Biker Cary Ford is framed by an old rival and biker gang leader for the murder of another gang member who happens to be the brother of Trey (Ice Cube), leader of the most feared biker gang ... See full summary »
This film extracts fragments of concrete architecture. It shows a continuous dolly shot across a row of converging rail lines. The camera's cinemascope view is subtly modulated, slowly ... See full summary »
Biker Cary Ford is framed by an old rival and biker gang leader for the murder of another gang member who happens to be the brother of Trey (Ice Cube), leader of the most feared biker gang in the country. Ford is now on the run trying to clear his name from the murder with Trey and his gang looking for his blood. Written by
EL TORO 79
The semi-truck used in the 1971 movie "Duel" is seen in the beginning of the movie when the bikers are racing through the hills. See more »
When Shane and Ford are racing through the rally back to her place, she is wearing only a hooded sweatshirt with her hair hanging down. No matter how fast she goes, her hair and hood never move. See more »
Ford, what part of "I don't love you anymore. You're a bastard, and I never want to see you again" didn't you understand?
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The opening credits cast shadows on the landscape. See more »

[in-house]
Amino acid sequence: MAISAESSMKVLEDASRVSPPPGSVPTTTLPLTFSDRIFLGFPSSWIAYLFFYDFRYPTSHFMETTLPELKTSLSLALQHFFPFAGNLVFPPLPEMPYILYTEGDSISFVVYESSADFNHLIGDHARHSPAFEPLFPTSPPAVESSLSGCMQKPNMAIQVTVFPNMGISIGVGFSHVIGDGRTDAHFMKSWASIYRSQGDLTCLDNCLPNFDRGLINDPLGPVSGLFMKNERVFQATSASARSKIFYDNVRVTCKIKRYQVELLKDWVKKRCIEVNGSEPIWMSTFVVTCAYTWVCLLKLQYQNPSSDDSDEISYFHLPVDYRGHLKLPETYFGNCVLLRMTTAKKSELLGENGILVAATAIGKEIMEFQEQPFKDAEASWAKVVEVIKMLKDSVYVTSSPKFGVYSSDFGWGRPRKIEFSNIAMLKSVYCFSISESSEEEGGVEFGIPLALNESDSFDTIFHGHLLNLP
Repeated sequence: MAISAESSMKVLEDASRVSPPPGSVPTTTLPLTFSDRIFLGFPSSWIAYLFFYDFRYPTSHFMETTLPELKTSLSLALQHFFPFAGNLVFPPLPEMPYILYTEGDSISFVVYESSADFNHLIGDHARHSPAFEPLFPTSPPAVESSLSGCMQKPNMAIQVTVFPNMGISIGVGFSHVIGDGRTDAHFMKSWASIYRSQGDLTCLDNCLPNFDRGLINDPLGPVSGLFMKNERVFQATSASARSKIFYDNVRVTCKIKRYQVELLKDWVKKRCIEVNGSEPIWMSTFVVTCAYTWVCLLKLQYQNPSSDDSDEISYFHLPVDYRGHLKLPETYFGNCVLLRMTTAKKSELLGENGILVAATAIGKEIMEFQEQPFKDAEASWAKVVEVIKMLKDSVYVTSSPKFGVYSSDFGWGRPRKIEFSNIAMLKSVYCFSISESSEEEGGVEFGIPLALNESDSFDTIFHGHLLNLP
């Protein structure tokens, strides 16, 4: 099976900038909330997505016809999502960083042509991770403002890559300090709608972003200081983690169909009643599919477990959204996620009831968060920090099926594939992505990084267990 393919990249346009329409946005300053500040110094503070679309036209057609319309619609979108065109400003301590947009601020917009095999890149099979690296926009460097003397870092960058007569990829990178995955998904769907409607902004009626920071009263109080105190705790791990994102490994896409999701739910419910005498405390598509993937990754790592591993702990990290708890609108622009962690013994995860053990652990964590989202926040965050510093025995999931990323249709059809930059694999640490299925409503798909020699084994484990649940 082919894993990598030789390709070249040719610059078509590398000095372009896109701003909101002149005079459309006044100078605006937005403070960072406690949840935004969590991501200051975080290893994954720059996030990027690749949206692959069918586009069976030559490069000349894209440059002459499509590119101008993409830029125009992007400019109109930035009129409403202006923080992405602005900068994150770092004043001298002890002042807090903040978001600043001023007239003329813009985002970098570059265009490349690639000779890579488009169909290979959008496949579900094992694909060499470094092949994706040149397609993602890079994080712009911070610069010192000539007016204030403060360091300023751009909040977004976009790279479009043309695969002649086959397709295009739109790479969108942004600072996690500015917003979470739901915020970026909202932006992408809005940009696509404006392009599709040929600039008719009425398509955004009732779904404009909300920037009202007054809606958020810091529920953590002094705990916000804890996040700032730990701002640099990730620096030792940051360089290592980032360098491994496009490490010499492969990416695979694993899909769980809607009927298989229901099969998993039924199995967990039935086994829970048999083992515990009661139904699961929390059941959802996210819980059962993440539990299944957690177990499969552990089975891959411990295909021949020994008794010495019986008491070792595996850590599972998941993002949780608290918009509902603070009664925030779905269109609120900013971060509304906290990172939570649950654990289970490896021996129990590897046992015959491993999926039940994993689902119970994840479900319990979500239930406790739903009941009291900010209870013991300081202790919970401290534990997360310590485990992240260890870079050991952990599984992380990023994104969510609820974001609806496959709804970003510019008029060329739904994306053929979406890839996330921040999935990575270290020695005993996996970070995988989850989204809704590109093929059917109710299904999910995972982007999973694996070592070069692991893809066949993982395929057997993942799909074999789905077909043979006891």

I caught this movie on DVD the other day. I thought it was going to be terrible. It was actually great! The action goods are all there, but five minutes into it I got the joke and was laughing with it (not at it). I don't think this movie will appeal to everyone, but it will get two types for sure: action gearheads who just want a solid uncomplicated action picture, and smart viewers who can appreciate clever film-making and the in-jokes threaded throughout. After seeing the cameo of Dennis Weaver still being chased by the truck from Duel after thirty years, I was won over by the Torque's own charms. First of all it the director, cinematographer, and editor did a great job. This film looks incredible. For those of you who actually care about film-making, this film is densely loaded with interesting angles and techniques that somehow manage to work as a cohesive style. I love the way Joseph Kahn stages scenes. It's very creative and he has a sharp sense of timing - action and comedywise. An overlooked first effort and I would like to see more from him. Second, I thought Martin Henderson as Cory Ford did a solid job as your typical running from the law good guy. I liked his charisma and hope he does more action flicks. There are some standout sequences but my favorites are the opening car chase, the train sequence, the freeway, and the surreal, over-the-top Playstation style ending. What's great is that each has its own feel so that there is no sense of repetition. You feel like each chase brings something new to the table, unlike other ilk of this genre. Need I say anything about the women in this film? Wow. I would let Jaime Pressly ride my bike anytime she wants. A word about the bad reviews here: ignore them. The film is too good as an action movie to be dismissed - what are the looking for, Cold Mountain? Disregard anyone who complains about the "pepsi product placement" for that is most definitely someone who did not get the joke (two motorcycle dominatrix chicks staged opposite from each other under big prominent soft drink signs - classic!). I think the movie suffers from a minor contradiction - it's script is too dumb, but it's film-making is too smart. Yes, the story is crap, but you don't watch a motorcycle chase movie for STORY. If you sit back and enjoy this modern riff on Roger Corman, you might find a smile on your face. If you have the ability to appreciate the sly wit of smart visual film-making, you could find yourself cheering like I did. Worst movie ever? Ridiculous. Three 1/2 out of five stars, maybe more.
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